I'm most floored by his reaction to his own baby's hospital transfer. The couple did have a home birth that went well, until the baby's heart rate started deviating enough that the midwife advised transfer. The baby is kept for observation, but nothing is ultimately found to be a permanent problem. We're left in the dark as to the details. Buonaugurio is furious about the whole thing, and acts as though he is being persecuted by the NICU stay. I can understand being frustrated and scared, but I will always believe in erring on the side of caution. Can you imagine if the midwife had ignored these signs and it DID turn out to be something serious? The outcome could be tragic. But no, it's all about him.

There are so many other far superior films about the same topic. "The Business of Being Born" is the mack mommy of them all, of course. Again, it has its flaws, but it's worlds apart on a technical level, and it manages to maintain an even-handed demeanor despite coming from a clear bias; some opposing views are represented (even if minimal), and the film's perspective comes from clearly presented facts (some would say oversimplified, and they have a point) as well as from multiple personal testimonies. Buonaugurio just bludgeons you over the head from the start and never lets up. And I think he makes us all look like a bunch of narrow-minded, humorless zealots in the process.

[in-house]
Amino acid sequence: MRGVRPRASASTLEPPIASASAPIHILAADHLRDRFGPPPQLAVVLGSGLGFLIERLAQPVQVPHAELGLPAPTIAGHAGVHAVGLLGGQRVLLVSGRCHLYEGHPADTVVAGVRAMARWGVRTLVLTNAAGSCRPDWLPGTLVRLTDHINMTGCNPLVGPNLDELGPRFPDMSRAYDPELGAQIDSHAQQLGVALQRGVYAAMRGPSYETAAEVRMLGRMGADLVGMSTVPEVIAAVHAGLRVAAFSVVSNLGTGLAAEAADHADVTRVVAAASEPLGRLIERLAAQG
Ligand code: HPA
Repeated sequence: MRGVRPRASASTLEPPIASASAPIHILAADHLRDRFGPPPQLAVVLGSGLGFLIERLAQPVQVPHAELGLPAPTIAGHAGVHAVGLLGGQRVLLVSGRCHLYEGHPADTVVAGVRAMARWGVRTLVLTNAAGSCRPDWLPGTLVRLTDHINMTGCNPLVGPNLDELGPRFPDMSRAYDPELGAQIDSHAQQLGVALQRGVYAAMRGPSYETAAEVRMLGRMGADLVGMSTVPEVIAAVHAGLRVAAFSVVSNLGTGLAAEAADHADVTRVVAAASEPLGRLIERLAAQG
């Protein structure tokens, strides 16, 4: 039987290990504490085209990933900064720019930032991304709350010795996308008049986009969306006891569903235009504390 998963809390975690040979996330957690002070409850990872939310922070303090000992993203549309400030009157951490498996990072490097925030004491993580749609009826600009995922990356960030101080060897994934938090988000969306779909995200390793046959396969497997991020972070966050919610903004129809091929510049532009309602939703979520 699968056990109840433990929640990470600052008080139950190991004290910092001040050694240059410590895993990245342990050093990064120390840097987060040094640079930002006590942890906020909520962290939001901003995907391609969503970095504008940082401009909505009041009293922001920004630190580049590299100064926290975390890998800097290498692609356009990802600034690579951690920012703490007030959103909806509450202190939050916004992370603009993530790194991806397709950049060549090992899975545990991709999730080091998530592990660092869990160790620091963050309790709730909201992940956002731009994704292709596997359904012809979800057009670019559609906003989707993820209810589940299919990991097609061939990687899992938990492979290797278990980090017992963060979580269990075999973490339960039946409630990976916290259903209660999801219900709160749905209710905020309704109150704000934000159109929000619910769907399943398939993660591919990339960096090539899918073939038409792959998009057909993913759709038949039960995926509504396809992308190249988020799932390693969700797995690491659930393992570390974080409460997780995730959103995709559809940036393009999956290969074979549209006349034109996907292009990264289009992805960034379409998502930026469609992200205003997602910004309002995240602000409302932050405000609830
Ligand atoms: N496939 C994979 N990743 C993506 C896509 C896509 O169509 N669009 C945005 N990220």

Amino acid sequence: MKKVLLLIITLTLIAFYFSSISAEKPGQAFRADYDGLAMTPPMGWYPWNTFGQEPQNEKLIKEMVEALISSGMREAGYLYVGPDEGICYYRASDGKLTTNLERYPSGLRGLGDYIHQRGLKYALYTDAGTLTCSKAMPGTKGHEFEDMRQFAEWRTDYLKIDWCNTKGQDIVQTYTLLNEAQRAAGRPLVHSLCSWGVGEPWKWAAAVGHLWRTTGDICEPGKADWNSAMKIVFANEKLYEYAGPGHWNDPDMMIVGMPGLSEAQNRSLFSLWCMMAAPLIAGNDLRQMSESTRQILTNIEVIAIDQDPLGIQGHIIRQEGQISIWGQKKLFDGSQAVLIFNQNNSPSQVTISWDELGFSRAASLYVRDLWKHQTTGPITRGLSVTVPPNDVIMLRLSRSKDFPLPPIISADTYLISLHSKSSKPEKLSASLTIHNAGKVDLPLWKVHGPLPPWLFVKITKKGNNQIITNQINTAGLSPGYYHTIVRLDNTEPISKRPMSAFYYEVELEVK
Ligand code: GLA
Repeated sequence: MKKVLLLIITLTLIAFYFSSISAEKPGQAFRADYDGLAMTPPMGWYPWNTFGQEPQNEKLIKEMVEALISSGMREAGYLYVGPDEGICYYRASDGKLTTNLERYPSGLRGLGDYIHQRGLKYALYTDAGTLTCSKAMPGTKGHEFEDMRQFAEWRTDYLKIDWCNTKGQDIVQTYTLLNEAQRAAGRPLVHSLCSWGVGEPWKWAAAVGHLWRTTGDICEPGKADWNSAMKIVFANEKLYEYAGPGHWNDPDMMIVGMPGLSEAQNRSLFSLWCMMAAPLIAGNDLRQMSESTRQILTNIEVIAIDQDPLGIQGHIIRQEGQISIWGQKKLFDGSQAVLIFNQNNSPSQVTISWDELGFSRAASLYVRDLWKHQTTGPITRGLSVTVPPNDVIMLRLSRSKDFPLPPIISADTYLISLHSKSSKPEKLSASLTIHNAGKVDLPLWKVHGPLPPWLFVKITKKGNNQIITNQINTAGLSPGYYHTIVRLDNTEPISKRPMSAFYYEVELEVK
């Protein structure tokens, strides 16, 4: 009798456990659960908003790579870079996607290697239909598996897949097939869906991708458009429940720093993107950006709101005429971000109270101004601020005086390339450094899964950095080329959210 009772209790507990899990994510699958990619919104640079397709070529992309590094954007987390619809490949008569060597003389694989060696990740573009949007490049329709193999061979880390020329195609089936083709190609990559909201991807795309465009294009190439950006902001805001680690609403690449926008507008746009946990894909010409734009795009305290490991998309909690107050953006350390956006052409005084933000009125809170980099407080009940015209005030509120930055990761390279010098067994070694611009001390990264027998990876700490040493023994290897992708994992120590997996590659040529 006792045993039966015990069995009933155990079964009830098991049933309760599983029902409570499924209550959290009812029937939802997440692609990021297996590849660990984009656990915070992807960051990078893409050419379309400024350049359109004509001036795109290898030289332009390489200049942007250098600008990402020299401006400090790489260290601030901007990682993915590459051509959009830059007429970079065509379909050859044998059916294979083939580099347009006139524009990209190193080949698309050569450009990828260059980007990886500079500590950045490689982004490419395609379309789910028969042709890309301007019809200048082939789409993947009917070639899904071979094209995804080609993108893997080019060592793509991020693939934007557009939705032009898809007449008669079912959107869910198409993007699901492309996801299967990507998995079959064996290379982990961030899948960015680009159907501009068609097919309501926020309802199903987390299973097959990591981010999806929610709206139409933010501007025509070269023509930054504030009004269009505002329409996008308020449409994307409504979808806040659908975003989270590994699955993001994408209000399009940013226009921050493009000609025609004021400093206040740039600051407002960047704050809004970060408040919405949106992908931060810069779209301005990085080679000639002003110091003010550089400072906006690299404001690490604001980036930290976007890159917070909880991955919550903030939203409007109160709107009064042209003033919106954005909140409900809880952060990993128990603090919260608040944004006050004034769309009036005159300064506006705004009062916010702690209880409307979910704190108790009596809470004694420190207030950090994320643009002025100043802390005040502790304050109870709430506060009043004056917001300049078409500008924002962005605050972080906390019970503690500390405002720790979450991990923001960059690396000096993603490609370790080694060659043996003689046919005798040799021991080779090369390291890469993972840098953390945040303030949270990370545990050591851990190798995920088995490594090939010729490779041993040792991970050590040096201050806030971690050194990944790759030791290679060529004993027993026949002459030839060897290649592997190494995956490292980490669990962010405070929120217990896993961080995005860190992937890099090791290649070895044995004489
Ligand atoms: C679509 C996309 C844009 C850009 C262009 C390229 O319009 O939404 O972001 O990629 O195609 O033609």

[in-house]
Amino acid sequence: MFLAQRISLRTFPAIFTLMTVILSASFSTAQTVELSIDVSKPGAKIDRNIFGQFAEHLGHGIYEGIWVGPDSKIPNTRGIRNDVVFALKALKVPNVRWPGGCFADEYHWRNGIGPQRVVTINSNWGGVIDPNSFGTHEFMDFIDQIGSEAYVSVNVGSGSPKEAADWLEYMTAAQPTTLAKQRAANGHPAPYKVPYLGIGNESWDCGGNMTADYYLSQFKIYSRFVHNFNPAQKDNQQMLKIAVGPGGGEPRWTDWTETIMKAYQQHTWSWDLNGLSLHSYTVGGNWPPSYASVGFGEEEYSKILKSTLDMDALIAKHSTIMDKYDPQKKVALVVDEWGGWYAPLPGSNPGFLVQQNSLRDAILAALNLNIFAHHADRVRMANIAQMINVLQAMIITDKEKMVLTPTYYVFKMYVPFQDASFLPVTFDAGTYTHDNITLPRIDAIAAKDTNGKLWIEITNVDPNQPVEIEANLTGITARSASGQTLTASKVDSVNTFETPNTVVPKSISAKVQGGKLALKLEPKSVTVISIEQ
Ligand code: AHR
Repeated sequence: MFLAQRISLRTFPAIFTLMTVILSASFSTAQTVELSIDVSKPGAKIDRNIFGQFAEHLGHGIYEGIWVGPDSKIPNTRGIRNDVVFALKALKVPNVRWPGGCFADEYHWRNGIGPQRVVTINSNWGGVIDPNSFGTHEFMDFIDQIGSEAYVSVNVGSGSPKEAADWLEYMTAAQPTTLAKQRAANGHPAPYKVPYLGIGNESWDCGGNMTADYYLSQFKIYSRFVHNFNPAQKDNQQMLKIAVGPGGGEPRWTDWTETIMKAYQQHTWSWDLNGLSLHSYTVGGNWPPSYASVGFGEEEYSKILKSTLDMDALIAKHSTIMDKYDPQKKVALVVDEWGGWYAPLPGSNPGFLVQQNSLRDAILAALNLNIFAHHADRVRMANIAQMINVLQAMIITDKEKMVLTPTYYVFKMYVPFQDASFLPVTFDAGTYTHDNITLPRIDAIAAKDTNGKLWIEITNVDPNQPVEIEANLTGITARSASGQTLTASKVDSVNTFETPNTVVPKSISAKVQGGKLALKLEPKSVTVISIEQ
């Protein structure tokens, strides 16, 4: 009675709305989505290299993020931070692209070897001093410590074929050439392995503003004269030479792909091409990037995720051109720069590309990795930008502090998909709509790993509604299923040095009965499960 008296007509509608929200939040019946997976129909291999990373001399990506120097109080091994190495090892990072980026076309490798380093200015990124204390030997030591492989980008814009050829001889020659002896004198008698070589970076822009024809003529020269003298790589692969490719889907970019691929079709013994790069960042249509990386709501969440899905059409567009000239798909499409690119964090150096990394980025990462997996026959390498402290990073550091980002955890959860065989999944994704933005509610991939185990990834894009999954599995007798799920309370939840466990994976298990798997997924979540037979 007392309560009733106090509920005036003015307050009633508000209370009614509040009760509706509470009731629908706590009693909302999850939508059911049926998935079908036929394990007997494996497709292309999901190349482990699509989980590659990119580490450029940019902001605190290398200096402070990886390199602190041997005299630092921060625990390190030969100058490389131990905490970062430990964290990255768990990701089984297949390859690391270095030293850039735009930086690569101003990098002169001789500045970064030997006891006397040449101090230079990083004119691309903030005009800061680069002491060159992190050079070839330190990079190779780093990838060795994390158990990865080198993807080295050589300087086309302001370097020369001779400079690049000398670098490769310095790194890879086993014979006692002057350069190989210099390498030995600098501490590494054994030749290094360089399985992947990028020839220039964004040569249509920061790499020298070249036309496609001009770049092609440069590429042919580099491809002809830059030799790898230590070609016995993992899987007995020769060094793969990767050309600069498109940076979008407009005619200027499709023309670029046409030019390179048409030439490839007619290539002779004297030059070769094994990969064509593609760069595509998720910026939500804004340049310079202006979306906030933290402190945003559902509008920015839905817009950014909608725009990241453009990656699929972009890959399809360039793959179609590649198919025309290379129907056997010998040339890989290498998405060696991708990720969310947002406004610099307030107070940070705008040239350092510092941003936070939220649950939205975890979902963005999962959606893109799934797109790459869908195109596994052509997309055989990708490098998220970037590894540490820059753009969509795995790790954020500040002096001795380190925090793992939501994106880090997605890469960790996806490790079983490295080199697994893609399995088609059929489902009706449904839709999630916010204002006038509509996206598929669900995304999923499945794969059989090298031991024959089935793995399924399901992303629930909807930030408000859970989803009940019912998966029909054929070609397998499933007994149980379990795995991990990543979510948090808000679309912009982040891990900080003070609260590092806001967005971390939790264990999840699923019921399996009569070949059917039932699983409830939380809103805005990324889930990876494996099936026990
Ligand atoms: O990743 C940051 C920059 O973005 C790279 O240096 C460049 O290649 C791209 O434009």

There's a lesser known film called "Born in the USA" (not to be confused with the Marsden Wagner book) that is quite good despite being somewhat dated at this point - overall, though, it's still very relevant. I liked that part of the film focuses on a CNM struggling a bit within the limitations of a hospital setting. There's also a scene where a group of OBs and residents all get together for a peer review session that is quite the eye-opener; I'm actually surprised they allowed cameras in. Give it a watch, just keeping in mind that it's not the most current. I would even recommend "Orgasmic Birth" over "Pregnant in America", despite having some reservations about it.

Finally: Also? WORST TAGLINE EVER. Are you ready for it? "Pregnant in America: A Nation's Miscarriage".


I mean, really. I can't make that kind of crap up.

17 comments:

  1. Thanks for the post! I pretty much completely agree with what you say here. Like I said when answering a friend last night about my thoughts (regarding recommendation) - if you've seen The Business of Being Born, you've seen this, at least in context of the content given here. I don't think I learned a single new thing that I didn't learn from The Business of Being Born.

    I was sort of entertained by the family's progression through pregnancy, but I too was bothered by how everything was made to be about him, not his pregnant wife or the baby growing in her belly.

    It bothered and angered me that he decided to take it upon himself to approach his sister-in-law's former OB/GYN to let him know that his SIL had in fact given birth to a healthy baby vaginally, despite his diagnosis that she wouldn't be able to.